Banks, however, never really had a crew. As such, her image (including lyrical capacity) is of her own making and her talent had to be proven. People weren’t going to like or even dislike Banks because some male rapper vouched for her. If Banks wanted to be heard by the world – and do so on her own terms and while in charge of her own image – she had to put in the work herself, producing hot tracks and drumming up her own fan base. And she likely had to do this all while being ignored and passed over for more industry-approved entertainment acts, as illustrated by her omission from XXL magazine’s annual Freshman Class List for years, which by the way, once featured Iggy Azalea (cue the first beef).
She probably had to do all this work in the face of a label that wanted her to tone it down or be somebody who was more marketable. That might explain why Interscope Records decided to release her earlier this year from her contract, despite her popularity. And it might also explain why it appears that she is so hype all the time. In an industry where it seems our “number 1s” are pre-selected, Banks does come off at times like she is fighting hard to be both seen and respected.
And I think this is important to remember considering all the flack she gets in the media, as well as on social media, for always being in the center of a beef. In a world, which celebrates the lone male free-thinking wolf and shuns women with similar independent ambitions, Banks is a breath of fresh revolutionary air. And while it is uncomfortable, she’s probably doing the hard grunt work of progressing the genre of music along so that it is easier for the next generation of independent women rappers to get on the scene and make claims of their own – without having to be co-signed by a male rapper first.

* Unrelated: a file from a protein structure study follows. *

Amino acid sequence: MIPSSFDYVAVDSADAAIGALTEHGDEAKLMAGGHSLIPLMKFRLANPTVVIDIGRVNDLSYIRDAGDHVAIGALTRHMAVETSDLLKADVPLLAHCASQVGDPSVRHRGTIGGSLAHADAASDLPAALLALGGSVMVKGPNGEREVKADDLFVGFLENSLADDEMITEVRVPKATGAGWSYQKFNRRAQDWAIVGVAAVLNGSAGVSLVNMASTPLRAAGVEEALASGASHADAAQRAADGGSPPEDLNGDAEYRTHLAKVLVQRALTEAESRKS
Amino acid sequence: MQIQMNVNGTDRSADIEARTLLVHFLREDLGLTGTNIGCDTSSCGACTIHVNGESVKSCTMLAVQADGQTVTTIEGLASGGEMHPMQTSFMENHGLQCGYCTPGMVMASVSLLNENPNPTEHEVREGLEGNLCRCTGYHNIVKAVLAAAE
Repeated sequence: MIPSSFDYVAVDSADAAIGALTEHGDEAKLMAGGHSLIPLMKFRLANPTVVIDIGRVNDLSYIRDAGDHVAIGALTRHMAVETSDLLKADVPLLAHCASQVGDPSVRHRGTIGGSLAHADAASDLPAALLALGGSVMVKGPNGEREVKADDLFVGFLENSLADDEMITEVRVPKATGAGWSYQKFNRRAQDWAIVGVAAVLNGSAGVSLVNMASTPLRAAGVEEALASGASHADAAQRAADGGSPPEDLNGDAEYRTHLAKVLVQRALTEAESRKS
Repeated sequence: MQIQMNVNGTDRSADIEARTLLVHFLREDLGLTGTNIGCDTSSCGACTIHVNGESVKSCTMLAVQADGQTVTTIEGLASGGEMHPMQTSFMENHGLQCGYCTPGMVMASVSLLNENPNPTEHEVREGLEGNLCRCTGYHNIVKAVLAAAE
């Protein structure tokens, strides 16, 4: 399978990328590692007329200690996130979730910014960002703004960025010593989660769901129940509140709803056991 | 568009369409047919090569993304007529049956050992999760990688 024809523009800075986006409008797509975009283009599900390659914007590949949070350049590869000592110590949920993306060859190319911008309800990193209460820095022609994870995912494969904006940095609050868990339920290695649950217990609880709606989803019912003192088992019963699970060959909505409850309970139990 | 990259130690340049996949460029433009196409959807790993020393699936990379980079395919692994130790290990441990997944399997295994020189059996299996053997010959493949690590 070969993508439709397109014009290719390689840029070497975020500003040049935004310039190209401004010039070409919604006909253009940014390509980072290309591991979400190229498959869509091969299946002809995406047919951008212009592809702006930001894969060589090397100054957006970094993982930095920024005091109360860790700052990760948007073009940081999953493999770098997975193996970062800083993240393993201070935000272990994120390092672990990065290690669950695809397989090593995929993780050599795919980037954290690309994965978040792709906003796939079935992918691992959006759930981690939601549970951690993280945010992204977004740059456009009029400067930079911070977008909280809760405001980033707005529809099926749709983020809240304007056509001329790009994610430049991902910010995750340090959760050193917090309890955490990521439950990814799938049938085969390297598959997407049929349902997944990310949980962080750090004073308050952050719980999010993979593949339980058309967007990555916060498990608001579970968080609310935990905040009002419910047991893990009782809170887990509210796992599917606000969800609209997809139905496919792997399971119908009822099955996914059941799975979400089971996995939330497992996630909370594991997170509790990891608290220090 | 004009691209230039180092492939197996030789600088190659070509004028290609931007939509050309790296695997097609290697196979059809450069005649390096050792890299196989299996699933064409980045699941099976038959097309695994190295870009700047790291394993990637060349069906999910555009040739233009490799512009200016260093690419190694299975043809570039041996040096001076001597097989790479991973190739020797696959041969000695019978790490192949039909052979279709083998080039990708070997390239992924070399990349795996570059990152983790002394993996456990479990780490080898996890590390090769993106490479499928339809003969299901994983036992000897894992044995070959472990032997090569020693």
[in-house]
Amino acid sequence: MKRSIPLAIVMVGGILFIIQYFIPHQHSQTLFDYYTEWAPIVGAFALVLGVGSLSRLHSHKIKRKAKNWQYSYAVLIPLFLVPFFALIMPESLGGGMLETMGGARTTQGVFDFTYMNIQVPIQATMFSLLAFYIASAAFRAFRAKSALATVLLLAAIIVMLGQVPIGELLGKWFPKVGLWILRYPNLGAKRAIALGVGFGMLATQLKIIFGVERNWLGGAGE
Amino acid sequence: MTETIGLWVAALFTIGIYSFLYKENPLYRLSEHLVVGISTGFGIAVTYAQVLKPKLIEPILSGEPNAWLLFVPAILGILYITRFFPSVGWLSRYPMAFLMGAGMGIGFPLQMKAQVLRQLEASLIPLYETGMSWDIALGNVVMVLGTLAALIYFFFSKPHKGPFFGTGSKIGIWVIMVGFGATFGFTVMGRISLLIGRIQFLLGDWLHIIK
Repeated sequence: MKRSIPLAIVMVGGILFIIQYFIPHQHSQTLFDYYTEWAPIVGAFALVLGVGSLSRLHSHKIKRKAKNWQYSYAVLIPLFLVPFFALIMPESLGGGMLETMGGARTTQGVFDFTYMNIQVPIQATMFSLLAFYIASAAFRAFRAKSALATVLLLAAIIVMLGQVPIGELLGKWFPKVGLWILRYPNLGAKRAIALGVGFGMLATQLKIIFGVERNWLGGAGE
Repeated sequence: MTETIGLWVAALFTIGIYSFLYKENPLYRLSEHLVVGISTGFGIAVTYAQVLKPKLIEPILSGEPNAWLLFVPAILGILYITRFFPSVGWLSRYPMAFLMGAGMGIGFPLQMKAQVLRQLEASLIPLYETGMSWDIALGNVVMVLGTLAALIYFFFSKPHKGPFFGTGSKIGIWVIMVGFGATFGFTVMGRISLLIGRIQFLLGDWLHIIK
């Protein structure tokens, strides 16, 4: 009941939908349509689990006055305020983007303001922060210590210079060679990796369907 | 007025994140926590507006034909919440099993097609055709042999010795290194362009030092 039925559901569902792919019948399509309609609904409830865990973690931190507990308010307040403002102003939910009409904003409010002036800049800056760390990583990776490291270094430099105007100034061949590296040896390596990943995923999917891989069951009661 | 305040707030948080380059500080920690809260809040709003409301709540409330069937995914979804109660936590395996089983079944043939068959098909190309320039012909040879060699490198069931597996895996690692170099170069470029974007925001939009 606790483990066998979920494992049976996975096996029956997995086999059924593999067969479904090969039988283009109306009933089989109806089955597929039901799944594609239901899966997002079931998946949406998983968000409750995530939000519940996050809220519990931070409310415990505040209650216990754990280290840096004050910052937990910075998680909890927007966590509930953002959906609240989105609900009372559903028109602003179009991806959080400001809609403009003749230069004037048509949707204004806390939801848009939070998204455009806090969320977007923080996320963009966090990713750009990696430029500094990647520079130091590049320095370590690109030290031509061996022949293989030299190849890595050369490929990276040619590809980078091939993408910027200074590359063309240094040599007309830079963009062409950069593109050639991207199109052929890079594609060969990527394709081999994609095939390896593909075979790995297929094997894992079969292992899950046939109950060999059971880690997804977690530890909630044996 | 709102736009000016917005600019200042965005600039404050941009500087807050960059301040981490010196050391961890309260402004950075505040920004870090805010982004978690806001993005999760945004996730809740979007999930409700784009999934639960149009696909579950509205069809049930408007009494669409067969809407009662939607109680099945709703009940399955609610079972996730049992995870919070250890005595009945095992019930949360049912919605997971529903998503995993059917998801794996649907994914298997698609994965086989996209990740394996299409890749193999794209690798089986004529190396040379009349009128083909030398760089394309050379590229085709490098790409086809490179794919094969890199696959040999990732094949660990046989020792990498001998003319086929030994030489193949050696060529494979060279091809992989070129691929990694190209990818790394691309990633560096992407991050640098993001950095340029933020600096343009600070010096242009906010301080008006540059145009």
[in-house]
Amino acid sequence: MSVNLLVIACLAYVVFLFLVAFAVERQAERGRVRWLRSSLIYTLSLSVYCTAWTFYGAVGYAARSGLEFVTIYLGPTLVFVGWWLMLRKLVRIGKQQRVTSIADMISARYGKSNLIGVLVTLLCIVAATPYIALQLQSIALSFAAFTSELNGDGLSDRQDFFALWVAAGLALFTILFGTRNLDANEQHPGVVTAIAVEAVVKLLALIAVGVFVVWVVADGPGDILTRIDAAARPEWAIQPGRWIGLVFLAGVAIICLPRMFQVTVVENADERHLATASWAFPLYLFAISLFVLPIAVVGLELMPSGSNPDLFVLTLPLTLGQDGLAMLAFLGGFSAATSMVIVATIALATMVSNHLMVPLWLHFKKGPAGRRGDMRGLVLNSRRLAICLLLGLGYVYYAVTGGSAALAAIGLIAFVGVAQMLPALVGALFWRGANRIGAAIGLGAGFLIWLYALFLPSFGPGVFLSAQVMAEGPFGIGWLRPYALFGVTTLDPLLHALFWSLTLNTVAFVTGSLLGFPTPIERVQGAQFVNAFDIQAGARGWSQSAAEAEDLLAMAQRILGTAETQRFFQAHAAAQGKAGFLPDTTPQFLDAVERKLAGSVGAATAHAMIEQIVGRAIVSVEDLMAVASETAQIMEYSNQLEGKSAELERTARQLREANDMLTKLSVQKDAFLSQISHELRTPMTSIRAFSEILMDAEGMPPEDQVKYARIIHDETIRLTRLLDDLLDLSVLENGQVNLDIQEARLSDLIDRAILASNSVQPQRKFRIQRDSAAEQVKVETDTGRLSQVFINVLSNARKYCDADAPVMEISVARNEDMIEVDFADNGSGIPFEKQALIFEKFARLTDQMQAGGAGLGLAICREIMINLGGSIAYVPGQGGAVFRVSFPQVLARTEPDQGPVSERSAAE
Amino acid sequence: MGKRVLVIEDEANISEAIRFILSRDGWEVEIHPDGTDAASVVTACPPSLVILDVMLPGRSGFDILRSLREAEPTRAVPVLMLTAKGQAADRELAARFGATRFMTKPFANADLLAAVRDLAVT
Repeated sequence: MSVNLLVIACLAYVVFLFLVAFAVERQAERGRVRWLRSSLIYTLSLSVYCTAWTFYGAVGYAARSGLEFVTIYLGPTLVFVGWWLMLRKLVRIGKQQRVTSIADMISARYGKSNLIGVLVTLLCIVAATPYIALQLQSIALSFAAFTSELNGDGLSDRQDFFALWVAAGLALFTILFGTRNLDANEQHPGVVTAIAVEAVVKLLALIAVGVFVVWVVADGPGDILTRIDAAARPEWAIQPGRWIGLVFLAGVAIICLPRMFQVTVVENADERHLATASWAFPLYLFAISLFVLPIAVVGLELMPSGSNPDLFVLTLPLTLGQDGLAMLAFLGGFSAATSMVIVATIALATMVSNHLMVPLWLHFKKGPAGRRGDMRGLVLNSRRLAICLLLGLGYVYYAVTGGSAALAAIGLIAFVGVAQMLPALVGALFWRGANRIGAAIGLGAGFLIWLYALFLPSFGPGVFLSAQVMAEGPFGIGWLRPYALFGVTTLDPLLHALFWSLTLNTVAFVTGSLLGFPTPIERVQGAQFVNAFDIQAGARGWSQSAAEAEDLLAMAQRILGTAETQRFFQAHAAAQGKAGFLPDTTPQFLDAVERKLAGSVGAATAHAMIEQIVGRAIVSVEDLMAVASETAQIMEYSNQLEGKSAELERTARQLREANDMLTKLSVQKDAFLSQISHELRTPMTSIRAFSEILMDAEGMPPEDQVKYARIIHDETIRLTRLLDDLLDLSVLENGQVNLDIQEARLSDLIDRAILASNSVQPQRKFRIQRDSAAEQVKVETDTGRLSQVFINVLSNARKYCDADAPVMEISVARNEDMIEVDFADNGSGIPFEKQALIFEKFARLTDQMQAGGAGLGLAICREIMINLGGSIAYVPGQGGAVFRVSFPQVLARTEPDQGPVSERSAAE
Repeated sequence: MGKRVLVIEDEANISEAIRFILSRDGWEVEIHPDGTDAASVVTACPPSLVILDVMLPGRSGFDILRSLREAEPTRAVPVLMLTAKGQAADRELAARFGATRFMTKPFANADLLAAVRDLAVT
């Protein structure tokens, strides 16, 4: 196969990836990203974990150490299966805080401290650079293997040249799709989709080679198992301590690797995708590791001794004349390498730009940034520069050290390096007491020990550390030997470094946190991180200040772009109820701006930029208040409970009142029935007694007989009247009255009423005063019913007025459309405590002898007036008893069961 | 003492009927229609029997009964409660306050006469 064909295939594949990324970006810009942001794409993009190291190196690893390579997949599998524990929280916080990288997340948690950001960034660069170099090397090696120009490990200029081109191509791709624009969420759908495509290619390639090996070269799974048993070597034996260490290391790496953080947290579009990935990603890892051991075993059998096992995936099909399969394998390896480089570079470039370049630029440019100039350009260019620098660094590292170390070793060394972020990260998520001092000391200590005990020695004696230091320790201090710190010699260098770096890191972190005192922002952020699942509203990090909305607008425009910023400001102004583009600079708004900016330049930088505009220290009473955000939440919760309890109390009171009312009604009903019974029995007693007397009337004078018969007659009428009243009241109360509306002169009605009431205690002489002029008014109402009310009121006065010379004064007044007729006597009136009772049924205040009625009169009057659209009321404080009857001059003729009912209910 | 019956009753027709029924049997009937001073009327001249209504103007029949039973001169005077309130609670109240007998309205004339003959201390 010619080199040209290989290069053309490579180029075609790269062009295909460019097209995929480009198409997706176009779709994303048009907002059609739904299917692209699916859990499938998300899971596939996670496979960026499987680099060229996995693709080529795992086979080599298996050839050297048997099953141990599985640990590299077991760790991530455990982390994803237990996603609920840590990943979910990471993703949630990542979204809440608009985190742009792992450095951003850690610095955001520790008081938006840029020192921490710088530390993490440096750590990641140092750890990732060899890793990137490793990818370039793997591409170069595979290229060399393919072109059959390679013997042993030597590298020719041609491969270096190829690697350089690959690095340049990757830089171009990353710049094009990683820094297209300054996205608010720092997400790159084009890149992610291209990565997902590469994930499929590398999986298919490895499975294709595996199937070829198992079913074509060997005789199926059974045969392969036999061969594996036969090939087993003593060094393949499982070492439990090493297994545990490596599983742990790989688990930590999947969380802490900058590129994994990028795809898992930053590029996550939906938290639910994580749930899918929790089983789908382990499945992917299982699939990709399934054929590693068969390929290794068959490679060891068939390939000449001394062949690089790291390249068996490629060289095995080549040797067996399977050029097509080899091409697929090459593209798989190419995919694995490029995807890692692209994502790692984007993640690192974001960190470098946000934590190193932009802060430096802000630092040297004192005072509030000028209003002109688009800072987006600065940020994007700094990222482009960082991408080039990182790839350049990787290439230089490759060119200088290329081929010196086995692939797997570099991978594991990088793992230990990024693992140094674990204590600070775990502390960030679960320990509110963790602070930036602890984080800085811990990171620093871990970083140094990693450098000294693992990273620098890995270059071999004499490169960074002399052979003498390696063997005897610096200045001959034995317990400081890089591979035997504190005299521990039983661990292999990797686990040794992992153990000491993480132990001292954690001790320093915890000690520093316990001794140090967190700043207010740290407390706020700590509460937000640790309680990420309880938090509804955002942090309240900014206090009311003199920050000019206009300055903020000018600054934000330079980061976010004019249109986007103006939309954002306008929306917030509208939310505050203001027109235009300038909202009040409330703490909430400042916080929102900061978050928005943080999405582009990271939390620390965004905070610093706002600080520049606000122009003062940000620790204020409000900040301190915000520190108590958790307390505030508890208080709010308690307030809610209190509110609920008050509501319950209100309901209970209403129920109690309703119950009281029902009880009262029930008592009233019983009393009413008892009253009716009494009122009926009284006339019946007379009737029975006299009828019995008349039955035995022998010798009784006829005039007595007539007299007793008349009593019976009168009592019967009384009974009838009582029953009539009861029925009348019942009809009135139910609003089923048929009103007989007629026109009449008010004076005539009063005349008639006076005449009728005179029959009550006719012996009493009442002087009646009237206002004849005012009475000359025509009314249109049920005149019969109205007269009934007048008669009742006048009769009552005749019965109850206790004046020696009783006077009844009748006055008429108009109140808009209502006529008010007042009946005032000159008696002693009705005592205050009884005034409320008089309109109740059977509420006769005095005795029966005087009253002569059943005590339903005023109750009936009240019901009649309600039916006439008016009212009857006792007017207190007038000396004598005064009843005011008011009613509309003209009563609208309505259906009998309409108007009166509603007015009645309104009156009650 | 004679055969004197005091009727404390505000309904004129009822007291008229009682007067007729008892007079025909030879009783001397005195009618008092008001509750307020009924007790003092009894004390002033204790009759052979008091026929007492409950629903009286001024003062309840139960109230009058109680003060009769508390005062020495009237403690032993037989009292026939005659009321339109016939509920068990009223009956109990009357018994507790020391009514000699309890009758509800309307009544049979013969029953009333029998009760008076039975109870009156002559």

Plus, this is hip-hop. There are supposed to be big egos. One of the reasons why we tune in is so we can hear a bunch of people with active imaginations and overly inflated egos brag and boast over catchy beats. And let’s not forget about the beefs. Why, some of the genres most timeless tunes came out of beefs (some of us are still talking about the time Snoop came through and crushed the buildings).
And did I mention that Broke With Expensive Taste is pretty good? Like, a couple of the tracks on the album are straight fire. I think Banks is what hip-hop needs right now. The question is, is hip-hop ready for Banks?
“All This Sh*t Just Sounds The Same”: Azealia Banks Says Current Blue-Eyed Soul Singer And White Rapper Craze Is “Corny”
The conversation about who is and who isn’t appropriating black culture has been going strong for the last few years (Moguldom Studios actually made a documentary about it called Bleaching Black Culture), what with individuals like Iggy Azalea dominating music right now. And someone who isn’t a fan of it is MC Azealia Banks. After releasing her new album Broke With Expensive Taste last week (which has been getting great reviews), she talked to Pitchfork about the struggle it was to get her album out, ditching Interscope, and why she’s not here for mainstream music. The latter topic is what caught our attention. Check out what she had to say about record labels pushing the trend of blue-eyed soul singers and white rappers that America seems to be oh so into these days:
It’s making me insane. It also does bad things for the art world, because it puts every single artist into this one big virtual room. Everything gets really f**king homogenized, and all this sh*t just sounds the same, and everyone looks the same. It’s like you’re listening to one long song. I always think of the music industry as this weird human commodity game. It’s almost like slavery, where these people become popular for awhile, and then it’s done.